A few weeks ago, I dedicated a few hours to attempting to bending the Atom and RSS feed templates to my will. Unfortunately, Movable Type 4.x is very dependent on the Asset Manager for knowing where the images are, and due to challenge #3, I was not able to fix #1 with any satisfaction, as all the fixes required the Asset Manager to know where all the images are and by default the Atom script uploads all assets/images to the main blog directory, which causes a messy main directory with my daily mobile blogging. To solve this, I have been manually moving images to a proper image directory and then updating the blog post later, thus the Asset Manager can’t keep up with me. Poor thing.
Persistent artist vs. computer program. Who is going to lose? In the long run, the program. Until I solved problem #3, problem #1 was a null point.
I solved #2 by resetting my public facing feeds to be a bit bigger excerpts that would show the images but would excerpt any article over a certain length. I use the .htaccess file to stop any lifting of images. And I still have the private complete feed for anyone who emails me and lets me know that they want the url.
Today, I decided to conquer the moblogging directory issue and attempt to make Perl bend to my will.


NaBloPoMo 2009, Or November is The Month

NaBloPoMo is back!
November is the original and annual National Blog Posting Month and if you have been making excuses to yourself all year that you would like to get back in the swing of blog posting – here it is starting tomorrow only for 30 days – a good challenge.
For the last two years I have been on the 365 Blog Challenge to post every day, of which most of my posts end up being mobile photo blogged (mo-pho-blo), and on the months that I participate in NaBloPoMo I also attempt to post a text blog post every day.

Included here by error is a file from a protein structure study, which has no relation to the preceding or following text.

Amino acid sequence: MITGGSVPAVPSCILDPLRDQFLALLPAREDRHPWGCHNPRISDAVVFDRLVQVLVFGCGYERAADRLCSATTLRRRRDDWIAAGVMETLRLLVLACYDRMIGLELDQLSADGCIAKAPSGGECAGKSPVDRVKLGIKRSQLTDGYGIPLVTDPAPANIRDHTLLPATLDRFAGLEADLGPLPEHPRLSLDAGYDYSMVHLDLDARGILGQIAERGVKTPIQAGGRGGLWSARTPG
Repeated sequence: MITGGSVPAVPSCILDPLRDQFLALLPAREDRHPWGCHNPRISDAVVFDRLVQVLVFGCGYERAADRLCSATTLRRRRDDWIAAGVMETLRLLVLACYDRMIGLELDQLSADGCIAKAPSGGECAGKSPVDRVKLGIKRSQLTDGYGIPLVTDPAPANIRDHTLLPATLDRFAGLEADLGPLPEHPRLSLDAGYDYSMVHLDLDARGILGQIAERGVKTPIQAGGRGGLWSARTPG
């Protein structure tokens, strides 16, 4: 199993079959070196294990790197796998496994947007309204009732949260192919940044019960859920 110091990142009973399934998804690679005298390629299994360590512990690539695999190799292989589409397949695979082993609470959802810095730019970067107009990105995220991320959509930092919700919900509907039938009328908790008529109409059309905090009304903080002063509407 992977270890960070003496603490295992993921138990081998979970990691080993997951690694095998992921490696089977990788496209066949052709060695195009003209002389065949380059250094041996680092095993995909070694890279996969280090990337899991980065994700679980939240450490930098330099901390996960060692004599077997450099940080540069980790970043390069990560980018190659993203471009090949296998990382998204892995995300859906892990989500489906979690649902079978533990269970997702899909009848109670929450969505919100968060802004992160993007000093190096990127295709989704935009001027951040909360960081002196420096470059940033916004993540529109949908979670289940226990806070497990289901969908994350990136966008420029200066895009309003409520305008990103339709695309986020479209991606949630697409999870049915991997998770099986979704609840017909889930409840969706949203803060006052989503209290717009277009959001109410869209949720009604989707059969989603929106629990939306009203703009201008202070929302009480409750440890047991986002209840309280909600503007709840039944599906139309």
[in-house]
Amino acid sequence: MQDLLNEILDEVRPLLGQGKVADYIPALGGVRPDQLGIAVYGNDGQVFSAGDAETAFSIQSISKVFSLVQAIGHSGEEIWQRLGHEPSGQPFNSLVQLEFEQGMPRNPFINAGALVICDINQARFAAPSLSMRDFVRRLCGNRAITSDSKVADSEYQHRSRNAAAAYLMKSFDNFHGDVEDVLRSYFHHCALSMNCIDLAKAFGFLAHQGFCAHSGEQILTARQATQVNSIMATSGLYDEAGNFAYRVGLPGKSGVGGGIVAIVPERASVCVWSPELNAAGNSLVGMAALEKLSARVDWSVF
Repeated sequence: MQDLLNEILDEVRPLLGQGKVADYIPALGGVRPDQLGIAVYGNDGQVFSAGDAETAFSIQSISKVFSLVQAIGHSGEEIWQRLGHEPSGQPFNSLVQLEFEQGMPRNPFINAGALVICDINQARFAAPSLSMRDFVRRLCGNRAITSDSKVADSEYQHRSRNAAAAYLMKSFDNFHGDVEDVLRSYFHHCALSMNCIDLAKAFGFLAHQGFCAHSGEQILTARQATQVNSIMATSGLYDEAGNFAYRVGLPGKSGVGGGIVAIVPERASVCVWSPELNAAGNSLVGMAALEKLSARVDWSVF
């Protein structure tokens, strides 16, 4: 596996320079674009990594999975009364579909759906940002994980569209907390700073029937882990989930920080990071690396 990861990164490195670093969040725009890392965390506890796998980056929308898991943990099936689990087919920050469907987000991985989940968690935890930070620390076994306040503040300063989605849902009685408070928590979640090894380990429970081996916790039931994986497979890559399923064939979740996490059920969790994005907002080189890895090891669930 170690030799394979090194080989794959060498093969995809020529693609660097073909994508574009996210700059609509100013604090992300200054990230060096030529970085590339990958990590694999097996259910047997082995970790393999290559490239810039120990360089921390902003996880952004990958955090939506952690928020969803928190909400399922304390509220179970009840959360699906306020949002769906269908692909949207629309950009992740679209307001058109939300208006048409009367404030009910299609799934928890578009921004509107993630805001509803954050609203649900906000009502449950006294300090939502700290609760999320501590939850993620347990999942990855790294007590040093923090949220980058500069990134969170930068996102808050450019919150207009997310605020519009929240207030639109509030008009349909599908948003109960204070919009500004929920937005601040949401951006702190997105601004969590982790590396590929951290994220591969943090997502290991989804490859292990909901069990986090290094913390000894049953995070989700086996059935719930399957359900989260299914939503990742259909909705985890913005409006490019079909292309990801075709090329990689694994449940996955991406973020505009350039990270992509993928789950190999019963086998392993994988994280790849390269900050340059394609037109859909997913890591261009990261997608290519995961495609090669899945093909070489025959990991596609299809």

Tomorrow I am going to start on the November NaBloPoMo and post a text/writing blog post every day for the month. Join me and all the others who are participating in NaBloPoMo and it doesn’t matter if you post text every day or a photo or a video or a combo of your choice, it is good fun!
Thanks to Mrs. Kennedy for thinking NaBloPoMo up and organizing it.

Tomorrow is Beautiful

The month of August was NaBloPoMo’s Tomorrow month and September will be NaBloPoMo’s Beautiful month.
While I was not so great about about blogging daily about tomorrow or the future, I can post a photo of beauty or write on the beautiful daily for September.
September starts Fire Season, a season of dry, brown land. A season of heat and smog. A season of fire and destruction of the landscape. A season of which beauty can be wrenched from?

Blogging: Is it Broadcasting or Publishing?

Andrew Sullivan asserts in the below video interview at the Aspen Ideas Festival that blogging is broadcasting. I think it is both and it depends on the writer/blogger in question. Sullivan’s style is that he broadcasts his piece as soon as possible from the time the idea or event happened and he broadcasts in his blog multiple times a day. Other bloggers, such as Geoff Manaugh of BLDBLG, publish a few times a week or once a day, in a longer, edited essay form – I would consider this publishing the blog post or some folks might call the longer, curated/edited essay form an article.